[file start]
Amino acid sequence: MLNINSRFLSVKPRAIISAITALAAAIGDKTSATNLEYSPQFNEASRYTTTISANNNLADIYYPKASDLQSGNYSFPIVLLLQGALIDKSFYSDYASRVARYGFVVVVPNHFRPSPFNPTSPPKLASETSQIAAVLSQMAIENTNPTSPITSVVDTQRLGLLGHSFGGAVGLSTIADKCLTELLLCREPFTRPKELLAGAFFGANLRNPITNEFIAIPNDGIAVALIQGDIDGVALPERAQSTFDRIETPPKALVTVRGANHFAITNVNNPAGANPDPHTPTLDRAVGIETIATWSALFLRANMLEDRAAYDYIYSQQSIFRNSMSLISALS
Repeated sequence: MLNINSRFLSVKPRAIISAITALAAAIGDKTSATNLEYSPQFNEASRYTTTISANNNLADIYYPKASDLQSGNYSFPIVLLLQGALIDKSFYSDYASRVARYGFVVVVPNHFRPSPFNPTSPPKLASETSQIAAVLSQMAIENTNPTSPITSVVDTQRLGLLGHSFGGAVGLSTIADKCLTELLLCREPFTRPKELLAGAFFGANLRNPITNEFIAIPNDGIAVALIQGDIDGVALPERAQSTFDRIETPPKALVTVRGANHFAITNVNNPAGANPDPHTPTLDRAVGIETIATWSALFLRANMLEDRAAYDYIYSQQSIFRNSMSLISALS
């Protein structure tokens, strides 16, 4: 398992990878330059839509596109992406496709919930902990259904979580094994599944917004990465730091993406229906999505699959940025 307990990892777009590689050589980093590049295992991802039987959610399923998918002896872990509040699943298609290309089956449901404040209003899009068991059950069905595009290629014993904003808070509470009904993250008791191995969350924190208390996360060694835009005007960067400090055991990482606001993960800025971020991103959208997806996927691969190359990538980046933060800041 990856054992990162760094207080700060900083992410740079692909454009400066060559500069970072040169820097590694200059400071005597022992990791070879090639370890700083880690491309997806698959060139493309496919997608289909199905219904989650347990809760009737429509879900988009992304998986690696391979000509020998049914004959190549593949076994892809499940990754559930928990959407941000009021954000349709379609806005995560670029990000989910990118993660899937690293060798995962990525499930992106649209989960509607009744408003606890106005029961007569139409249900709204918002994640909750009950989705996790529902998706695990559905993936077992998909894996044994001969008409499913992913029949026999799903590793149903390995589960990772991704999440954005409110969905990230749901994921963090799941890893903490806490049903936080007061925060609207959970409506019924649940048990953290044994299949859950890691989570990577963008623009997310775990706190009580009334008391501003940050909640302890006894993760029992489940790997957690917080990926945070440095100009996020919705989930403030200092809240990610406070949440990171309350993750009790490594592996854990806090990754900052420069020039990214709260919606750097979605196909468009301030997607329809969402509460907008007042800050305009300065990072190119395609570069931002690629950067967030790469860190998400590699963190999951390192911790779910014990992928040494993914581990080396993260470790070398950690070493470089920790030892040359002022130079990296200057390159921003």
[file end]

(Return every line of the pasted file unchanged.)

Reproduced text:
Amino acid sequence: MLNINSRFLSVKPRAIISAITALAAAIGDKTSATNLEYSPQFNEASRYTTTISANNNLADIYYPKASDLQSGNYSFPIVLLLQGALIDKSFYSDYASRVARYGFVVVVPNHFRPSPFNPTSPPKLASETSQIAAVLSQMAIENTNPTSPITSVVDTQRLGLLGHSFGGAVGLSTIADKCLTELLLCREPFTRPKELLAGAFFGANLRNPITNEFIAIPNDGIAVALIQGDIDGVALPERAQSTFDRIETPPKALVTVRGANHFAITNVNNPAGANPDPHTPTLDRAVGIETIATWSALFLRANMLEDRAAYDYIYSQQSIFRNSMSLISALS
Repeated sequence: MLNINSRFLSVKPRAIISAITALAAAIGDKTSATNLEYSPQFNEASRYTTTISANNNLADIYYPKASDLQSGNYSFPIVLLLQGALIDKSFYSDYASRVARYGFVVVVPNHFRPSPFNPTSPPKLASETSQIAAVLSQMAIENTNPTSPITSVVDTQRLGLLGHSFGGAVGLSTIADKCLTELLLCREPFTRPKELLAGAFFGANLRNPITNEFIAIPNDGIAVALIQGDIDGVALPERAQSTFDRIETPPKALVTVRGANHFAITNVNNPAGANPDPHTPTLDRAVGIETIATWSALFLRANMLEDRAAYDYIYSQQSIFRNSMSLISALS
């Protein structure tokens, strides 16, 4: 398992990878330059839509596109992406496709919930902990259904979580094994599944917004990465730091993406229906999505699959940025 307990990892777009590689050589980093590049295992991802039987959610399923998918002896872990509040699943298609290309089956449901404040209003899009068991059950069905595009290629014993904003808070509470009904993250008791191995969350924190208390996360060694835009005007960067400090055991990482606001993960800025971020991103959208997806996927691969190359990538980046933060800041 990856054992990162760094207080700060900083992410740079692909454009400066060559500069970072040169820097590694200059400071005597022992990791070879090639370890700083880690491309997806698959060139493309496919997608289909199905219904989650347990809760009737429509879900988009992304998986690696391979000509020998049914004959190549593949076994892809499940990754559930928990959407941000009021954000349709379609806005995560670029990000989910990118993660899937690293060798995962990525499930992106649209989960509607009744408003606890106005029961007569139409249900709204918002994640909750009950989705996790529902998706695990559905993936077992998909894996044994001969008409499913992913029949026999799903590793149903390995589960990772991704999440954005409110969905990230749901994921963090799941890893903490806490049903936080007061925060609207959970409506019924649940048990953290044994299949859950890691989570990577963008623009997310775990706190009580009334008391501003940050909640302890006894993760029992489940790997957690917080990926945070440095100009996020919705989930403030200092809240990610406070949440990171309350993750009790490594592996854990806090990754900052420069020039990214709260919606750097979605196909468009301030997607329809969402509460907008007042800050305009300065990072190119395609570069931002690629950067967030790469860190998400590699963190999951390192911790779910014990992928040494993914581990080396993260470790070398950690070493470089920790030892040359002022130079990296200057390159921003």